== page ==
"So maybe that means they have cleared the backlog through July 10," Garber said.
Tax Court Chief Judge Maurice Foley told Law360 in an email that the court no longer faced a mail backlog as the remaining petitions were being processed.
In a Sept. 4 statement, the IRS told Law360 that the Office of Chief Counsel has been working closely with other units of the IRS since the beginning of the pandemic to minimize premature assessments. During recent government shutdowns, additional procedures were put in place to stop premature assessments, and that prior experience allowed the IRS to be prepared for similar problems during the closure of the Tax Court clerk's office during the pandemic, the IRS wrote in written responses to questions.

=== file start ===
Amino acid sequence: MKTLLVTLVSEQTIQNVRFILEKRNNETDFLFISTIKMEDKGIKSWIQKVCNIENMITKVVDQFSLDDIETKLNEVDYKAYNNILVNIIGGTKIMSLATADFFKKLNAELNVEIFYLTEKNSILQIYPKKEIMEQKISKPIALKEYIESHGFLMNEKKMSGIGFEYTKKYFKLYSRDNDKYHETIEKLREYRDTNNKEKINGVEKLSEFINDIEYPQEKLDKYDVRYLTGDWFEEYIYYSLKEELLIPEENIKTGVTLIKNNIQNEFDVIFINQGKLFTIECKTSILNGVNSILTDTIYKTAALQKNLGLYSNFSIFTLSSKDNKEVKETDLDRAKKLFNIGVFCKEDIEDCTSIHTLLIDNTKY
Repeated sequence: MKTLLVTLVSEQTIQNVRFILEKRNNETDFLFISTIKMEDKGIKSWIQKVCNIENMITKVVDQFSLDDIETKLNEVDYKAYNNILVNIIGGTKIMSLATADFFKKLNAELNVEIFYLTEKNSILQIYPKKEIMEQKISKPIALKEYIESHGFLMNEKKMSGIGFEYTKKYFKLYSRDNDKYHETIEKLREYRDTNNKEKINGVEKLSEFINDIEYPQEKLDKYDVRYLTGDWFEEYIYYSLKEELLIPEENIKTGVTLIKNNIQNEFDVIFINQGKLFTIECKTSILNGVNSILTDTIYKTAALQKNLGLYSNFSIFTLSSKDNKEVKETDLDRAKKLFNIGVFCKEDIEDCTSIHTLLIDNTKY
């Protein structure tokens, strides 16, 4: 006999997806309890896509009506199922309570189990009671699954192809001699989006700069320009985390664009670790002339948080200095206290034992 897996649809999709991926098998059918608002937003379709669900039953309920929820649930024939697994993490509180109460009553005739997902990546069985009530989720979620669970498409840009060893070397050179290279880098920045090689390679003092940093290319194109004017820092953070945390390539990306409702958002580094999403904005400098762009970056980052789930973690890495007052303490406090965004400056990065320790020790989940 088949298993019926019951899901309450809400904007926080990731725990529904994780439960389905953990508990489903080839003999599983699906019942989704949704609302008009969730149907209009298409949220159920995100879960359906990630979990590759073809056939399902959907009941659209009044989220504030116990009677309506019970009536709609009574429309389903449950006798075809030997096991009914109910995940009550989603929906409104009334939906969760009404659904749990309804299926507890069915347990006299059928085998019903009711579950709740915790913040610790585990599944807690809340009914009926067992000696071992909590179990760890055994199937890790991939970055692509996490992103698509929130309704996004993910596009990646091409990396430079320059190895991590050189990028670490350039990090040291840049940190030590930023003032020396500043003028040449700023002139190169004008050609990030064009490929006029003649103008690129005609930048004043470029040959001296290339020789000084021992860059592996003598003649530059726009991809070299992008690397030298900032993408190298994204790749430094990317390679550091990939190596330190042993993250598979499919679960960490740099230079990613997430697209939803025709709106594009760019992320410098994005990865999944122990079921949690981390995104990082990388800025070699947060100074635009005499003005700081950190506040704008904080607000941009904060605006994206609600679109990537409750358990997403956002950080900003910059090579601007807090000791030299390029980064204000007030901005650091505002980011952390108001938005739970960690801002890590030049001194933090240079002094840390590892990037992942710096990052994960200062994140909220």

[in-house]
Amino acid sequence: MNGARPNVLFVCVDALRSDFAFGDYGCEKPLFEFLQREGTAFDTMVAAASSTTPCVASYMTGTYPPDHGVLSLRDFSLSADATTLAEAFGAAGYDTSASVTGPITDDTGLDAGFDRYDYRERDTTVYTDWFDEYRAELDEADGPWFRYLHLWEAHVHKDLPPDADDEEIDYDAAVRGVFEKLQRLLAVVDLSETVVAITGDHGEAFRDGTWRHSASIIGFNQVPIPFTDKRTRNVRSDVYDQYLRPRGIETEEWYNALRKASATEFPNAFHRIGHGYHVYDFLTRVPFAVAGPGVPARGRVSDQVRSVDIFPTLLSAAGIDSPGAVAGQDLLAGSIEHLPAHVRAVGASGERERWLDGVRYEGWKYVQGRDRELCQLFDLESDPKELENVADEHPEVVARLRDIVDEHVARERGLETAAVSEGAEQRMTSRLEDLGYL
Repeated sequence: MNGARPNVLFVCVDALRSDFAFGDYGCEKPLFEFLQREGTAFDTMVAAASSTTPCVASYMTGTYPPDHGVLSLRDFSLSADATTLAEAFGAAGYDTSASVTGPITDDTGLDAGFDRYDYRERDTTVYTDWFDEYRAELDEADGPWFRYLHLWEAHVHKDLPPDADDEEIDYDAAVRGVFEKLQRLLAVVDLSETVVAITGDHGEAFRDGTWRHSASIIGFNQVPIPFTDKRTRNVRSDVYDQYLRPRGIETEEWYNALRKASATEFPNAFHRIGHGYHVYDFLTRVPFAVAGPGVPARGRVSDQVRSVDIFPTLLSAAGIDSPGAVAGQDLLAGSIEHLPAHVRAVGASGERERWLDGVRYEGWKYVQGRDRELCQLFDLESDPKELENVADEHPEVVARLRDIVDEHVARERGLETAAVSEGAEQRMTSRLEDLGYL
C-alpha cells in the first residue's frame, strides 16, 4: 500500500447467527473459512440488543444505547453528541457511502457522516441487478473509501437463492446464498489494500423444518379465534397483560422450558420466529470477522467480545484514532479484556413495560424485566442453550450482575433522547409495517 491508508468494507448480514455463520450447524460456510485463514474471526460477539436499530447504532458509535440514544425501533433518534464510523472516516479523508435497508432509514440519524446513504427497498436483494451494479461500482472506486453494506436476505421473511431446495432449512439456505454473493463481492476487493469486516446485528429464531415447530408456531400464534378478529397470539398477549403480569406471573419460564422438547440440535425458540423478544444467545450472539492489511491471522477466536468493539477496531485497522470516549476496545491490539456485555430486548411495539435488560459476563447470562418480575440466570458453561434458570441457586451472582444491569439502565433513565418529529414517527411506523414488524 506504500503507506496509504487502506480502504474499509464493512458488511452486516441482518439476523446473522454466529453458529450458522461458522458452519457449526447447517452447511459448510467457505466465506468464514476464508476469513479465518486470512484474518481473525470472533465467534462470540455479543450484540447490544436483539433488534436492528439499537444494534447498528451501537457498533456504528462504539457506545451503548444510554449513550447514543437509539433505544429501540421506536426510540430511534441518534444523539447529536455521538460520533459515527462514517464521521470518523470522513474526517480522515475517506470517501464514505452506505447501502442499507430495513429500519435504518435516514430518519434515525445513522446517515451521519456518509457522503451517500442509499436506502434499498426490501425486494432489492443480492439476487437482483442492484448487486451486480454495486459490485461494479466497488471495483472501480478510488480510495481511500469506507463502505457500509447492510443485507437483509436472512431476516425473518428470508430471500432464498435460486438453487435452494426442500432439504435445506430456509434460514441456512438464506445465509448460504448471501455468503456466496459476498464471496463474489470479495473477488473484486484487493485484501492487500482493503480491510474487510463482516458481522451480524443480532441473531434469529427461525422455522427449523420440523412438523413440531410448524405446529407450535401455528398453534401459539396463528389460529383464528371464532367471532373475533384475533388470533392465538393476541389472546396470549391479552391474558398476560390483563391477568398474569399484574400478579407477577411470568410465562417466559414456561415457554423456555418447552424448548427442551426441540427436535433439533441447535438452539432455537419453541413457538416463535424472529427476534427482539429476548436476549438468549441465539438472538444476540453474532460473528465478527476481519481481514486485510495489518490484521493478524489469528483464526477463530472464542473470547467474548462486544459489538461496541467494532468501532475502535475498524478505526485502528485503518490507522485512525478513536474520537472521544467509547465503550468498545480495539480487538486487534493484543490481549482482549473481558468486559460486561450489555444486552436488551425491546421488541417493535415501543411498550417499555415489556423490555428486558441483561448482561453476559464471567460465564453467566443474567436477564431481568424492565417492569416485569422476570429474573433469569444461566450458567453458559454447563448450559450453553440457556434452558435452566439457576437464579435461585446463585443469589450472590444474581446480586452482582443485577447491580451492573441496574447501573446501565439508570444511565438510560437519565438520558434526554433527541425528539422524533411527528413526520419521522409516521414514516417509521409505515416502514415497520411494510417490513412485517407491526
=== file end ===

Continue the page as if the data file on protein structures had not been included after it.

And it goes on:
The Office of Chief Counsel is sensitive that petitioners' filings may be delayed and strives to stop premature assessments before they are made by having the office request certain abatements, the IRS said.
"Petitioners who have received a collection notice or who have concerns about a premature assessment are encouraged to contact the Counsel attorney who responds to their petition [and] Counsel attorneys look again for premature assessments when they receive new cases," the IRS said. "In this way, Counsel can quickly request the abatement of any premature assessment that could not have been prevented."
However, practitioners are still facing uphill battles because they currently have clients who are being given premature assessments, according to Frank Agostino, the founder and president of Agostino & Associates PC.